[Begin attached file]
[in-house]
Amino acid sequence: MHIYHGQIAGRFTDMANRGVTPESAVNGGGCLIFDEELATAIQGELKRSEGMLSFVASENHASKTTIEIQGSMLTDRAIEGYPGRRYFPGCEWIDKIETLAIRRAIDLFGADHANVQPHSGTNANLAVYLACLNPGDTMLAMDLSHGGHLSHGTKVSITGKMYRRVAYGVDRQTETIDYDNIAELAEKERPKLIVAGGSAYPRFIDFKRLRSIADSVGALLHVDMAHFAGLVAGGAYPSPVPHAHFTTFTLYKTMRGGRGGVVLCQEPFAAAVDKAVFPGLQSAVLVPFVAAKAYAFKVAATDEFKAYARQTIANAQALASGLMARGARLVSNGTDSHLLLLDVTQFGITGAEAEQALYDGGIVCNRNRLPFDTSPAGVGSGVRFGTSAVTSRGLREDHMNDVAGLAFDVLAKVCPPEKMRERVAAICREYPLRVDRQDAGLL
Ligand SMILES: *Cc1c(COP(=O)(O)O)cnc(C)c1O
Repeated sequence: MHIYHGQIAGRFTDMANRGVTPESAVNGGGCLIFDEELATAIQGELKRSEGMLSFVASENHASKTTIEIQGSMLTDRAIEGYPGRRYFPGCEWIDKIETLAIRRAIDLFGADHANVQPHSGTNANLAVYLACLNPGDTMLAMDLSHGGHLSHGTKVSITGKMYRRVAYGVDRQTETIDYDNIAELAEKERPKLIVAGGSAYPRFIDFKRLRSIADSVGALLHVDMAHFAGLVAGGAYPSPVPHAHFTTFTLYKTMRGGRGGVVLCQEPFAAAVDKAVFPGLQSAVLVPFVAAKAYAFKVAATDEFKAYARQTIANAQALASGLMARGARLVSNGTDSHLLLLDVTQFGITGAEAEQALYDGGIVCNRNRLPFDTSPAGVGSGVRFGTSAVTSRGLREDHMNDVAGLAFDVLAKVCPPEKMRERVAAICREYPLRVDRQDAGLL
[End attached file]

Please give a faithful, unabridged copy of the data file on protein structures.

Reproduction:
[in-house]
Amino acid sequence: MHIYHGQIAGRFTDMANRGVTPESAVNGGGCLIFDEELATAIQGELKRSEGMLSFVASENHASKTTIEIQGSMLTDRAIEGYPGRRYFPGCEWIDKIETLAIRRAIDLFGADHANVQPHSGTNANLAVYLACLNPGDTMLAMDLSHGGHLSHGTKVSITGKMYRRVAYGVDRQTETIDYDNIAELAEKERPKLIVAGGSAYPRFIDFKRLRSIADSVGALLHVDMAHFAGLVAGGAYPSPVPHAHFTTFTLYKTMRGGRGGVVLCQEPFAAAVDKAVFPGLQSAVLVPFVAAKAYAFKVAATDEFKAYARQTIANAQALASGLMARGARLVSNGTDSHLLLLDVTQFGITGAEAEQALYDGGIVCNRNRLPFDTSPAGVGSGVRFGTSAVTSRGLREDHMNDVAGLAFDVLAKVCPPEKMRERVAAICREYPLRVDRQDAGLL
Ligand SMILES: *Cc1c(COP(=O)(O)O)cnc(C)c1O
Repeated sequence: MHIYHGQIAGRFTDMANRGVTPESAVNGGGCLIFDEELATAIQGELKRSEGMLSFVASENHASKTTIEIQGSMLTDRAIEGYPGRRYFPGCEWIDKIETLAIRRAIDLFGADHANVQPHSGTNANLAVYLACLNPGDTMLAMDLSHGGHLSHGTKVSITGKMYRRVAYGVDRQTETIDYDNIAELAEKERPKLIVAGGSAYPRFIDFKRLRSIADSVGALLHVDMAHFAGLVAGGAYPSPVPHAHFTTFTLYKTMRGGRGGVVLCQEPFAAAVDKAVFPGLQSAVLVPFVAAKAYAFKVAATDEFKAYARQTIANAQALASGLMARGARLVSNGTDSHLLLLDVTQFGITGAEAEQALYDGGIVCNRNRLPFDTSPAGVGSGVRFGTSAVTSRGLREDHMNDVAGLAFDVLAKVCPPEKMRERVAAICREYPLRVDRQDAGLL